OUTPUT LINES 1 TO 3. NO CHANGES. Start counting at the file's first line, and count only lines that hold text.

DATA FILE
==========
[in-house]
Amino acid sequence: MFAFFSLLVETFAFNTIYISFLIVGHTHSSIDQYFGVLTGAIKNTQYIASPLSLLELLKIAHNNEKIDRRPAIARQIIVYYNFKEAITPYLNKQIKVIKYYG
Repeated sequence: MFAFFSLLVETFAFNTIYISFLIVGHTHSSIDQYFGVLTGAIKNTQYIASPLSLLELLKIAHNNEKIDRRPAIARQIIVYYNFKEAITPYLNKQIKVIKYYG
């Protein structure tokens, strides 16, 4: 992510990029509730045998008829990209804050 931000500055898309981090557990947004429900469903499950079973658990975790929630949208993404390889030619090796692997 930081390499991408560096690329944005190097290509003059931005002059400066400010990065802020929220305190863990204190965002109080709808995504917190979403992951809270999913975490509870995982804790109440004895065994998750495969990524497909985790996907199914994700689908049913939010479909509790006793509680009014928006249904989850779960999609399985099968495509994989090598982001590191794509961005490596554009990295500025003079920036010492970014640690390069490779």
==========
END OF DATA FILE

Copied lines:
[in-house]
Amino acid sequence: MFAFFSLLVETFAFNTIYISFLIVGHTHSSIDQYFGVLTGAIKNTQYIASPLSLLELLKIAHNNEKIDRRPAIARQIIVYYNFKEAITPYLNKQIKVIKYYG
Repeated sequence: MFAFFSLLVETFAFNTIYISFLIVGHTHSSIDQYFGVLTGAIKNTQYIASPLSLLELLKIAHNNEKIDRRPAIARQIIVYYNFKEAITPYLNKQIKVIKYYG